U.S. men may be weaker, but still strongest in Olympic basketball

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A weakened U.S. basketball team believes it’s still the strongest one in the Olympics.

LeBron James, Stephen Curry and enough stars to fill an All-NBA team passed on playing, leaving the Americans with a roster that falls short against the Dream Team comparisons they always face.

But the U.S. doesn’t need to beat the Dream Team, or to be one. It just has to be the best in Brazil.

“I respect the guys that declined the opportunity, but I think we still have a great team here, a lot of talent,” center DeMarcus Cousins said. “We still have the same goal in mind, winning the gold medal.”

The Americans remain favored to do that, which would give them three in a row. Some things to watch as they try:

THE U.S. ROSTER

While they’re not the Dream Team, the U.S. squad in Rio is still an impressive group of players. The team includes: Golden State’s Kevin Durant, Klay Thompson and Draymond Green; New York’s Carmelo Anthony; Cleveland’s Kyrie Irving; Toronto’s Kyle Lowry and DeMar DeRozan; Indiana’s Paul George; Dallas’ Harrison Barnes; Chicago’s Jimmy Butler; Sacramento’s Cousins and the Clippers’ DeAndre Jordan.

THE FORMAT

Two six-team groups. Each team faces the others in its pool, and the top four teams in each advance to the quarterfinals.

Group A features the U.S., Serbia, France, China, Australia, and Venezuela.

Group B is Spain, Lithuania, Brazil, Argentina, Croatia and Nigeria.

WHICH GROUP IS TOUGHER?

Group A is more top-heavy, with the U.S., Serbia and France finishing 1-2-3 in the Basketball World Cup two years ago. But Group B appears to be deeper, with Spain (No. 2), Lithuania (3), Argentina (4), Brazil (9) and Croatia (12) all among the top dozen ranked teams in the world.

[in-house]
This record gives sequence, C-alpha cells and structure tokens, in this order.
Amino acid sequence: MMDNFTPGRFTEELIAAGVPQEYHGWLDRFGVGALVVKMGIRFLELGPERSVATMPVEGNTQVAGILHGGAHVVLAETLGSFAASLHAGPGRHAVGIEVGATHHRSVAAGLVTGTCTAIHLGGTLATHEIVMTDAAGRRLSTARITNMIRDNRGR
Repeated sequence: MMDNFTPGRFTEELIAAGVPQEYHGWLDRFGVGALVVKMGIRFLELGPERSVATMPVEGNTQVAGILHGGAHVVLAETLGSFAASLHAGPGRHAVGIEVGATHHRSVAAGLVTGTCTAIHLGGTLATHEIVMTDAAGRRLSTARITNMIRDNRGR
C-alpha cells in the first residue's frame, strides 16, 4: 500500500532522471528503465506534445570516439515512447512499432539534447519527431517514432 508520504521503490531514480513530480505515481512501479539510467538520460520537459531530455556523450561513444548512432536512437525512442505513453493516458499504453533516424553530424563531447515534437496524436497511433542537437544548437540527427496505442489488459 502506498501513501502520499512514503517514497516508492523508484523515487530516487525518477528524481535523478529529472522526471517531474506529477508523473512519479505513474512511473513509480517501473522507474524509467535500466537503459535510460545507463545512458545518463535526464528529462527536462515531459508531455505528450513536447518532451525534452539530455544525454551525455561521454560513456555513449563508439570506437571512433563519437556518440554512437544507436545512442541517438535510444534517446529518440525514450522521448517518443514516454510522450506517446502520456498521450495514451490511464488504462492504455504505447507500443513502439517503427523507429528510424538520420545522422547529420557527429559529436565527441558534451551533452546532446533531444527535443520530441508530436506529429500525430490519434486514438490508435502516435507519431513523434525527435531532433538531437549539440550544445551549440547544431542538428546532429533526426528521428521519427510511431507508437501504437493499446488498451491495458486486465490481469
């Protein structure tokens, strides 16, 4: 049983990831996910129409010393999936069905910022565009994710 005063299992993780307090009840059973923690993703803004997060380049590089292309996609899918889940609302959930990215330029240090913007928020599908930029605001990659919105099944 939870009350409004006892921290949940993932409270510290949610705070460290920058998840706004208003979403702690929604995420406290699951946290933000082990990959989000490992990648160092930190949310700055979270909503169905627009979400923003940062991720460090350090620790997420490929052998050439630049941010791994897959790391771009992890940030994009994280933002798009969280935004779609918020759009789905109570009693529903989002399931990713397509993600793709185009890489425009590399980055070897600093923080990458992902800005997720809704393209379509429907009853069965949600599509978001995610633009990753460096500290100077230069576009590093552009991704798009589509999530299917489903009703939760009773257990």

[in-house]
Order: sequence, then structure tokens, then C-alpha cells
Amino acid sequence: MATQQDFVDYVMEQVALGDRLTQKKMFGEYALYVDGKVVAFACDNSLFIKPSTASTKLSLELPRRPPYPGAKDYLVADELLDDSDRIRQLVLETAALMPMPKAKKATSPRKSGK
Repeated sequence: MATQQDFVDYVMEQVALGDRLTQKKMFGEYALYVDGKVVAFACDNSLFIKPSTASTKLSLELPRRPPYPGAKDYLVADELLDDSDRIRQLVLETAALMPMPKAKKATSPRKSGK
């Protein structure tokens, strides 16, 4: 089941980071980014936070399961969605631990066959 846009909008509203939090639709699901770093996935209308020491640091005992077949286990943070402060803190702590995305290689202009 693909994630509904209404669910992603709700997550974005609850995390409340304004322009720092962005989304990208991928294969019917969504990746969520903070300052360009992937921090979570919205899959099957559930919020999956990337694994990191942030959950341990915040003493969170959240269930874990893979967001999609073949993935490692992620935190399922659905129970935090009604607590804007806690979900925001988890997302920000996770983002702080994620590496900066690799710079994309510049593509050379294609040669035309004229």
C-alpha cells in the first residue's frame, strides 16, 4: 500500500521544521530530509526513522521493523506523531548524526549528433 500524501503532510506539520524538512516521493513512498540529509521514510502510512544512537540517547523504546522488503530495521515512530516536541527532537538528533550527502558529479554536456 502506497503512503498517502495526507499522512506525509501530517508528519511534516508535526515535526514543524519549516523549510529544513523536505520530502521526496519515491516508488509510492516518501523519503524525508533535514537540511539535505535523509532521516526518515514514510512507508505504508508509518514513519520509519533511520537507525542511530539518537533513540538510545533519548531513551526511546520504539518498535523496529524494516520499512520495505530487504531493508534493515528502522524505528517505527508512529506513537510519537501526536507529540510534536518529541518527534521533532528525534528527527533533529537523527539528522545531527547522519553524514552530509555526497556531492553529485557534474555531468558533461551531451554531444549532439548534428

GRAB A SEAT, THIS WILL BE A WHILE

The Olympic basketball tournament runs nearly the entire length of the Games, making the first round of the NBA playoffs seem speedy. Competition begins Aug. 6, the day after the opening ceremony, and the medal games are Aug. 21, the day of the closing ceremony.

ROLLING INTO RIO

The U.S. has won 63 straight games, 45 in FIBA competitions and 18 in exhibition play.

CAPTAIN AMERICA

Anthony will become the first U.S. men’s player to appear in four Olympics, and become the most decorated men’s basketball Olympian ever if the U.S. wins a medal. He has a bronze from 2004 and golds in Beijing and London.

THIRD TIME THE CHARM?

Spain sure hopes this is the year it can break through, after pushing the U.S. deep into the final minutes of the last two gold-medal games. The Americans emerged with a 118-107 victory in 2008 and held on to win 107-100 in London. The Spanish bring back veterans such as Pau Gasol, Jose Calderon and Juan Carlos Navarro for a final shot.

GOODBYE, GOLDEN GENERATION

This certainly seems like the end for Argentina’s greats, who won gold in 2004, bronze in 2008 and narrowly missed another medal when they finished fourth in 2012. Manu Ginobili, Luis Scola and Andres Nocioni are back, with Scola chosen as Argentina’s flag bearer.

BEST FIRST-ROUND DAY

Group B has some intriguing games on Aug. 13. Spain meets Lithuania in a rematch of the 2015 EuroBasket championship game, and Brazil and Argentina renew a fierce rivalry that’s seen one knock the other out of the last three major international tournaments. Argentina eliminated Brazil in the 2010 world championship and 2012 Olympics, while the Brazilians – coached by Ruben Magnano, who led Argentina to its 2004 gold – ended the Argentinians’ stay in the 2014 Basketball World Cup. Croatia and Nigeria meet in the nightcap.

MEN IN THE MIDDLE

Spain is keeping Marc Gasol on its roster for now and Australia is doing the same with Andrew Bogut, hoping their centers can return from injuries during the NBA season. France has added Utah’s Rudy Gobert to its Rio roster after his recovery from injuries kept him out of the Olympic Qualifying Tournament it won in early July.